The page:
**Figure 10.**Temperature distribution around the batteries for pressure: (

**a**) 100 kPa, (

**b**) 10 kPa, (

**c**) 1 kPa and (

**d**) 100 Pa.

**Figure 12.**Temperature and velocity distribution around the batteries in the duct for the 100 Pa case.

**Table 1.**Average values of drag coefficient components and power related to the drag force. Ratio of drag acting on a moving vehicle in the tunnel to the drag in open space.

Type | 100 Pa | 1 kPa | 10 kPa | 100 kPa | 100 kPa Open |
---|---|---|---|---|---|

${c}_{d}$ | 0.554 | 0.503 | 0.314 | 0.344 | 0.029 |

${c}_{dp}$ | 0.547 | 0.500 | 0.309 | 0.341 | 0.027 |

${c}_{df}$ | 6.51 × 10^{−3} | 2.94 × 10^{−3} | 4.56 × 10^{−3} | 3.53 × 10^{−3} | 1.90 × 10^{−3} |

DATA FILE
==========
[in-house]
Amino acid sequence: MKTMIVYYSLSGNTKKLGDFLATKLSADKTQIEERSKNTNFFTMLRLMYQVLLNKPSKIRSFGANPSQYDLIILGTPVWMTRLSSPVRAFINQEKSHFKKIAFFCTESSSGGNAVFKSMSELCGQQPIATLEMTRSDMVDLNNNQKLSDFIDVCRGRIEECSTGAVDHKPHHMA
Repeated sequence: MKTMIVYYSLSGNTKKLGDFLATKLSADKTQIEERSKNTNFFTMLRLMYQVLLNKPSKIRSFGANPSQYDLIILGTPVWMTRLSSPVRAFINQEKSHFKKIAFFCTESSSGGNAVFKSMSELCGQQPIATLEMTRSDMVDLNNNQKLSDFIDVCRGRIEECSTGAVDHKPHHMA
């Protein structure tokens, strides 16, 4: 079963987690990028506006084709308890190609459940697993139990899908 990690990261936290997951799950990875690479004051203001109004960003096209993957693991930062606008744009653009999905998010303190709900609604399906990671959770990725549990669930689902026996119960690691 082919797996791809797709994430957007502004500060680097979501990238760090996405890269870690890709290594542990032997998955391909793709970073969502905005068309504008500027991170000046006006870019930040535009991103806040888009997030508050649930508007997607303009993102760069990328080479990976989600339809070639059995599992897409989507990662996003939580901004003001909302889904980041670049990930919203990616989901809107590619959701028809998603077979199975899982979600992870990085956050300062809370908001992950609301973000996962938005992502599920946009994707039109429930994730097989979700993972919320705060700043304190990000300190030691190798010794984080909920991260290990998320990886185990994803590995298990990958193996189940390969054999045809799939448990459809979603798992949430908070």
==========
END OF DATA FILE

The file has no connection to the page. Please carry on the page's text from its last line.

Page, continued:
$\frac{{c}_{d}}{{c}_{d\_OPEN}}$ | 18.6 | 17.1 | 10.7 | 11.7 | 1 |

$\frac{{c}_{dp}}{{c}_{d\_OPEN}}$ | 19.7 | 18.2 | 11.3 | 12.4 | 1 |

$\frac{{c}_{df}}{{c}_{df\_OPEN}}$ | 3.42 | 1.55 | 2.39 | 1.86 | 1 |

$P$ for ${c}_{d}$, kW | 2.20 | 19.9 | 124 | 1360 | 115 |

**Table 2.**Thermo-physical properties for 166 and 125m/s and comparison of analytical temperature results after cooling with numerical results for 166m/s.

Properties | Case 1, 100Pa | Case 2, 1 kPa | Case 3, 10 kPa | Case 4, 100 kPa |
---|---|---|---|---|

166 m/s | ||||

$Re$ | 2.04 × 10^{4} | 2.04 × 10^{5} | 2.04 × 10^{6} | 2.04 × 10^{7} |

$Nu$ | 84 | 579 | 3526 | 24109 |

$\alpha $, W/m^{2}/K | 1.22 | 8.42 | 51 | 350 |

Analytical $T$, K | 2935 | 682 | 363 | 309 |

Numerical $T$, K | 2498 | 553 | 409 | 339 |

125 m/s | ||||

$Re$ | 1.53 × 10^{4} | 1.53 × 10^{5} | 1.53 × 10^{6} | 1.53 × 10^{7} |

$Nu$ | 73 | 460 | 2785 | 18906 |